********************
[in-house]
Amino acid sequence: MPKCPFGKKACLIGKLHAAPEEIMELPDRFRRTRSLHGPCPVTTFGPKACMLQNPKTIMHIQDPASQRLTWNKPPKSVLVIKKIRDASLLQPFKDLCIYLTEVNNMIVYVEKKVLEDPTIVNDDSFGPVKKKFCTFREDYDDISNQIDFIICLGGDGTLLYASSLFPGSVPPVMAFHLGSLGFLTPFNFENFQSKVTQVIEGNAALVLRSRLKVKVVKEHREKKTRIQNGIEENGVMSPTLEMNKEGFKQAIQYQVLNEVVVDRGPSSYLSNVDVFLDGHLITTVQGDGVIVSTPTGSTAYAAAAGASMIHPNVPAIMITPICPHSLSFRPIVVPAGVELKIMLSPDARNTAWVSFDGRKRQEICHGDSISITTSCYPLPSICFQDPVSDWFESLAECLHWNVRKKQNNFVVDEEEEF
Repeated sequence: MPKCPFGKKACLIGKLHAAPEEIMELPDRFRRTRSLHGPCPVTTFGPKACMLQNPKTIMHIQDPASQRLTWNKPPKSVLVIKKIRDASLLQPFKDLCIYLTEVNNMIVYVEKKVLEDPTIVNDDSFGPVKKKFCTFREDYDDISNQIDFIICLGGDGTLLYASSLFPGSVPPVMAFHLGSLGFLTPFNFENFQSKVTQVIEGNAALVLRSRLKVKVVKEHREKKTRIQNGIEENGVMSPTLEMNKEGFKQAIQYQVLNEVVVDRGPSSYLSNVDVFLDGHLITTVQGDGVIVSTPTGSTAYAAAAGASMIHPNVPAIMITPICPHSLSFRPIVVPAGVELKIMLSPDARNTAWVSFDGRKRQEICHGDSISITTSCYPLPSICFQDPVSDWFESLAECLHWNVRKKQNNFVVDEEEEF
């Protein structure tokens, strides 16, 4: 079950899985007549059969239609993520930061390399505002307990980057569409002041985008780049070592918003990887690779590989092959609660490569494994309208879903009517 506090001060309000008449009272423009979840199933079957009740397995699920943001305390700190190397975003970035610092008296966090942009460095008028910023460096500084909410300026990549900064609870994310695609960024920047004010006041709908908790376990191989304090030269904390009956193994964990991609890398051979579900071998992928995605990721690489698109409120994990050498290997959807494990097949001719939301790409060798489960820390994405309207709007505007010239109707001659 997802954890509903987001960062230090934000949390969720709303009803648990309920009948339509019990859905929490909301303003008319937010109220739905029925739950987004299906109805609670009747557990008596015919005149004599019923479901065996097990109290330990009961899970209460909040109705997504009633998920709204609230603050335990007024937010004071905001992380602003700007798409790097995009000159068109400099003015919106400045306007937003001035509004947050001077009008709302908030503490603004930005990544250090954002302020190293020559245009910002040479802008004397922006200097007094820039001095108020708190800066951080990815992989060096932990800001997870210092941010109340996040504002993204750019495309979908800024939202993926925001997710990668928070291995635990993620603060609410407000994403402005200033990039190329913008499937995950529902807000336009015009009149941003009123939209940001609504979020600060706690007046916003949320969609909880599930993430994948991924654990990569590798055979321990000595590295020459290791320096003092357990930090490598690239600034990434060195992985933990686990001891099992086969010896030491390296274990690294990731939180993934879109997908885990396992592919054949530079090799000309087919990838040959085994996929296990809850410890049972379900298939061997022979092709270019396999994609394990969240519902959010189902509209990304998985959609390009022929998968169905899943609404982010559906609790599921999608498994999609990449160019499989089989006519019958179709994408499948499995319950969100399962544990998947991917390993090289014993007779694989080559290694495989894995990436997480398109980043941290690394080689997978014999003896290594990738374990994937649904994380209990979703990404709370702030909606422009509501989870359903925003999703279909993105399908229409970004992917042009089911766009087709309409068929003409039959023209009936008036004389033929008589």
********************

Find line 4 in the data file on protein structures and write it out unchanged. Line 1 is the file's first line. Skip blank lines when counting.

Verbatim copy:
């Protein structure tokens, strides 16, 4: 079950899985007549059969239609993520930061390399505002307990980057569409002041985008780049070592918003990887690779590989092959609660490569494994309208879903009517 506090001060309000008449009272423009979840199933079957009740397995699920943001305390700190190397975003970035610092008296966090942009460095008028910023460096500084909410300026990549900064609870994310695609960024920047004010006041709908908790376990191989304090030269904390009956193994964990991609890398051979579900071998992928995605990721690489698109409120994990050498290997959807494990097949001719939301790409060798489960820390994405309207709007505007010239109707001659 997802954890509903987001960062230090934000949390969720709303009803648990309920009948339509019990859905929490909301303003008319937010109220739905029925739950987004299906109805609670009747557990008596015919005149004599019923479901065996097990109290330990009961899970209460909040109705997504009633998920709204609230603050335990007024937010004071905001992380602003700007798409790097995009000159068109400099003015919106400045306007937003001035509004947050001077009008709302908030503490603004930005990544250090954002302020190293020559245009910002040479802008004397922006200097007094820039001095108020708190800066951080990815992989060096932990800001997870210092941010109340996040504002993204750019495309979908800024939202993926925001997710990668928070291995635990993620603060609410407000994403402005200033990039190329913008499937995950529902807000336009015009009149941003009123939209940001609504979020600060706690007046916003949320969609909880599930993430994948991924654990990569590798055979321990000595590295020459290791320096003092357990930090490598690239600034990434060195992985933990686990001891099992086969010896030491390296274990690294990731939180993934879109997908885990396992592919054949530079090799000309087919990838040959085994996929296990809850410890049972379900298939061997022979092709270019396999994609394990969240519902959010189902509209990304998985959609390009022929998968169905899943609404982010559906609790599921999608498994999609990449160019499989089989006519019958179709994408499948499995319950969100399962544990998947991917390993090289014993007779694989080559290694495989894995990436997480398109980043941290690394080689997978014999003896290594990738374990994937649904994380209990979703990404709370702030909606422009509501989870359903925003999703279909993105399908229409970004992917042009089911766009087709309409068929003409039959023209009936008036004389033929008589």